Funded by the BUPA Medical Grant Programme, this project examines the feasibility of a theory-based 16-week lunchtime walking intervention designed to a) promote regular walking and b) improve psycho-social well-being and work performance, in sedentary employees. The workplace has been targeted as an important location for health promotion, particularly with regard to mental health and also obesity prevention. More direct benefits of physical activity to employers may accrue in terms of enhanced employee work satisfaction, performance and productivity.
Contact: Dr Cecilie Thogersen
Environmental prompts for physical activity: Targeting calorific expenditure with stair climbing.
Current approaches to physical activity promotion target the accumulation of physical activity as part of daily life. The studies are part of a series using point-of-choice prompts positioned between the stairs and the escalator/lift encouraging stair climbing for health. Our previous work has shown a greater response to a worksite campaign in overweight individuals, suggesting stair climbing is a physical activity the overweight perceive as achievable. A current study targeting calorific expenditure has reversed the lower rates of stair climbing by overweight people relative to those with normal weight. Thus a ratio of 1.9:1 of normal to overweight people on the stairs at baseline was changed to a ratio of 1.3:1 in favour of overweight pedestrians. These simple, cheap interventions function by interrupting habitual behaviour at the time of its occurrence. The techniques we use should generalise to calorific intake at point-of-purchase. These studies at public access sites and workplaces have been funded by the NHS in England, Scotland, Hong Kong and Spain.
Contact: Dr Frank Eves
Is exercise, in addition to usual care, an effective treatment for postnatal depression?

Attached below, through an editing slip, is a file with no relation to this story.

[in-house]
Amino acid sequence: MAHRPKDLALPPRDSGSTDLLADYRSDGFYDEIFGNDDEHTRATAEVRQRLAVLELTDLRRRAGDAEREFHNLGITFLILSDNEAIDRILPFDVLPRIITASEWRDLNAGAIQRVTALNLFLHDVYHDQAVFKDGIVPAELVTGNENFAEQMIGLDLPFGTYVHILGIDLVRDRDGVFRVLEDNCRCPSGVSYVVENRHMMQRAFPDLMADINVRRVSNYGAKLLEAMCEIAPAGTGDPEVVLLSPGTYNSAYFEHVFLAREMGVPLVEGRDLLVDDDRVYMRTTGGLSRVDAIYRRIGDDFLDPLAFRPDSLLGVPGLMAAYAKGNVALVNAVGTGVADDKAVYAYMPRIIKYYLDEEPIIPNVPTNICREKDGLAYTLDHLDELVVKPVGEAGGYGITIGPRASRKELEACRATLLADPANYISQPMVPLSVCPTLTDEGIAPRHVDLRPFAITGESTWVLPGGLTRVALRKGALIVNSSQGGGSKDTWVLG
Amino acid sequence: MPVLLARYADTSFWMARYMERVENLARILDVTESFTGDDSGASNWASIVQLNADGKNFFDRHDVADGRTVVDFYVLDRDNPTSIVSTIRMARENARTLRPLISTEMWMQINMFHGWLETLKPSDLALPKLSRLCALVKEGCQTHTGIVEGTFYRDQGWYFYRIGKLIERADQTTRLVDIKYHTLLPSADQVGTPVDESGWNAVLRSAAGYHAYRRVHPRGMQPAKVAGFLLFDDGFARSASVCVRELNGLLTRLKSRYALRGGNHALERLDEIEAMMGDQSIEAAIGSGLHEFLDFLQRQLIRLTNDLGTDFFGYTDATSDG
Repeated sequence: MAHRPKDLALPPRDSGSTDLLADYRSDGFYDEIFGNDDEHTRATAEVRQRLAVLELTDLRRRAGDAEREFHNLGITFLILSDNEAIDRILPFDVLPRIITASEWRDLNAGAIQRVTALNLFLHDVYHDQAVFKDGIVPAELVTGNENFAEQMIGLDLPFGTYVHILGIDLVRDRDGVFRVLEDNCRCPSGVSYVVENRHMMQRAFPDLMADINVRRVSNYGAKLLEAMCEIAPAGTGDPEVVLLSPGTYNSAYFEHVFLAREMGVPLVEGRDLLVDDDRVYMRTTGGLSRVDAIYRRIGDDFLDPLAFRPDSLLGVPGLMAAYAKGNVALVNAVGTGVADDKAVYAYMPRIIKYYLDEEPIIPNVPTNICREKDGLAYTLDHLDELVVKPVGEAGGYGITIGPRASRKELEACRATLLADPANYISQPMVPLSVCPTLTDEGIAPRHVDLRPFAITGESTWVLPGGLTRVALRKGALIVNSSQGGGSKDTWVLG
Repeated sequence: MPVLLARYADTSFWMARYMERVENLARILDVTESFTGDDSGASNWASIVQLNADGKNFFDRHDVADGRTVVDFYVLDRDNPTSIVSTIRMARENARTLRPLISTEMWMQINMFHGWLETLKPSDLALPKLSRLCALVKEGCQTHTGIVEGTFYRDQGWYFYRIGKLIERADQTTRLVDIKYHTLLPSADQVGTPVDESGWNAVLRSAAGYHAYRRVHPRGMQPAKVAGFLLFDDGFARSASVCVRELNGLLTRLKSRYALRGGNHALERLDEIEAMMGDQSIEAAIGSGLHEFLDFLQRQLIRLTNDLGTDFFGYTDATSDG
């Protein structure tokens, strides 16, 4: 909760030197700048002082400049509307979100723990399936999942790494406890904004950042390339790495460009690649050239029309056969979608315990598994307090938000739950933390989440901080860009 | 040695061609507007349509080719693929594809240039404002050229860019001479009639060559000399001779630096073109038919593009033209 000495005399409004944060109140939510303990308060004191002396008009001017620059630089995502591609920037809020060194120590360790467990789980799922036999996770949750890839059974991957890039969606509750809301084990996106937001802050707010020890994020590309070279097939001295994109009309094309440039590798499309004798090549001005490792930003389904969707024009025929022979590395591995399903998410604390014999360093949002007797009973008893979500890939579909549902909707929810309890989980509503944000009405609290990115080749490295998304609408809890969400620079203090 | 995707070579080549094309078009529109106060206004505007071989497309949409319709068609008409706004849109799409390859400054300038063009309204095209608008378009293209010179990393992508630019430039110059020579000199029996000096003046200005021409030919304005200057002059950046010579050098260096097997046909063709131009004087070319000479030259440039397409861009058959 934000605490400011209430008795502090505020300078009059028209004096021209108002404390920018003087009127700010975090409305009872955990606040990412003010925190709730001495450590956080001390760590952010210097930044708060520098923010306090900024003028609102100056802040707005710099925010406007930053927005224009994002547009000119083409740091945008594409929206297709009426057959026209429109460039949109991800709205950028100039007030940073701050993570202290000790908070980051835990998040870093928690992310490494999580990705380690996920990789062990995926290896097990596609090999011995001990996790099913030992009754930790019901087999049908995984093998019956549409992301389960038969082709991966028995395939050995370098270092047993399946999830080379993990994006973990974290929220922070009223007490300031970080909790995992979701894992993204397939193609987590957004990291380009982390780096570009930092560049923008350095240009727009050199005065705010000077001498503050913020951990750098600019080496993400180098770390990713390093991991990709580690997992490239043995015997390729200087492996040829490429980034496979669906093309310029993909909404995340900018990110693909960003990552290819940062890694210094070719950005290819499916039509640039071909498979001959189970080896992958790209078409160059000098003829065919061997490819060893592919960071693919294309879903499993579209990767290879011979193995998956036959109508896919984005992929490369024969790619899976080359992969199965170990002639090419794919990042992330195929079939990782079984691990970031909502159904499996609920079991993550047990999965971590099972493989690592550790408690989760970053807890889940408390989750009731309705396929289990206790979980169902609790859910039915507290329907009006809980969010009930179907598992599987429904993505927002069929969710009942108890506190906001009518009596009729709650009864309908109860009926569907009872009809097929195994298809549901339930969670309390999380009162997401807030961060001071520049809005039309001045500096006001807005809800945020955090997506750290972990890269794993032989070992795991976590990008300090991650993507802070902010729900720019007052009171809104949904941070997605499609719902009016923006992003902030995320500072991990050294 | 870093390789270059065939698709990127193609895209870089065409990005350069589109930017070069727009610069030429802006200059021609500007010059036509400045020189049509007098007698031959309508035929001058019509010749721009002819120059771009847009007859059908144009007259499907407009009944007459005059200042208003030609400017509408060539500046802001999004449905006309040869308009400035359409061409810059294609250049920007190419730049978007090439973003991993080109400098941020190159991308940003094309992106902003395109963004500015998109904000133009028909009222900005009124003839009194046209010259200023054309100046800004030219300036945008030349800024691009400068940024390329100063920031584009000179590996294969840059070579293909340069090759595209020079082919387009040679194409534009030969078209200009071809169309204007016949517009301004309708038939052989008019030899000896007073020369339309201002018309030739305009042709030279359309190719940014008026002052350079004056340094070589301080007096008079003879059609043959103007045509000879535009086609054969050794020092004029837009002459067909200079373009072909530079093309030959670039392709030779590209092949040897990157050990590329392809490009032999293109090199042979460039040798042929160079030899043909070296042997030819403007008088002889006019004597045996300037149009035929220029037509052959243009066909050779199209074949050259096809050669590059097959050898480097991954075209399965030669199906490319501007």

It has been estimated that depression will be the second most common cause of disability worldwide by 2020. Postnatal depression (PND) is a serious problem across cultures and affects about 10-15% of women some time in the first year after giving birth. After giving birth, many women have excess weight and decreased fitness levels. New mothers have reported weight gain to be a significant concern for them. Studies of pregnant and postpartum women have indicated high risk for inactivity and reductions in previously established levels of activity. These health concerns would apply equally to women with PND. A recent systematic review and meta-analysis of five randomised and quasi randomised controlled trials concluded that it was uncertain whether exercise reduces symptoms of PND and called for a large trial that compared exercise with standard treatment(s). Funded by the National Institute for Health (NIHR) and the NIHR School for Primary Care Research this RCT aims to investigate the effectiveness of exercise as a treatment for PND. Other outcomes such as weight, BMI and physical activity levels (objectively) will also be assessed. This trial will run for three years (2009-2012).
Contacts: Dr Amanda Daley, Dr Kate Jolly, Professor Christine MacArthur
The acceptability and feasibility of aerobic exercise as a treatment for vasomotor and other menopausal symptoms in symptomatic women
The risk-benefits profile of HRT has been questioned recently and many menopausal women are keen to use non-pharmacological alternatives. There has been a lack of robust research on the effects of exercise upon vasomotor symptoms (hot flushes and night sweats) as evidenced by the recent Cochrane review. Low rates of exercise participation have also been recorded for menopausal aged women, which may also increase their risk of diseases in later life (e.g. depression, osteoporosis, stroke, cardiovascular diseases); thus exercise might provide additional health benefits in this population of women. On the basis of very limited evidence the Royal College of Obstetricians and Gynaecologists recently advised that regular aerobic exercise may help relieve menopausal symptoms. Further research is clearly required before menopausal symptomatic women could be advised that we know that exercise is an effective treatment option for these symptoms. Funded by the National Institute for Health Research (NIHR) we aim to determine the feasibility and acceptability of exercise as a treatment for vasomotor symptoms. We will also consider whether feasability varies according to BMI status. This programme of research involves a series of observational studies and a RCT that will take place over five years (2008-2013).
Contact: Dr Amanda Daley orem ipsum dolor sit amet, consectetur adipiscing elit.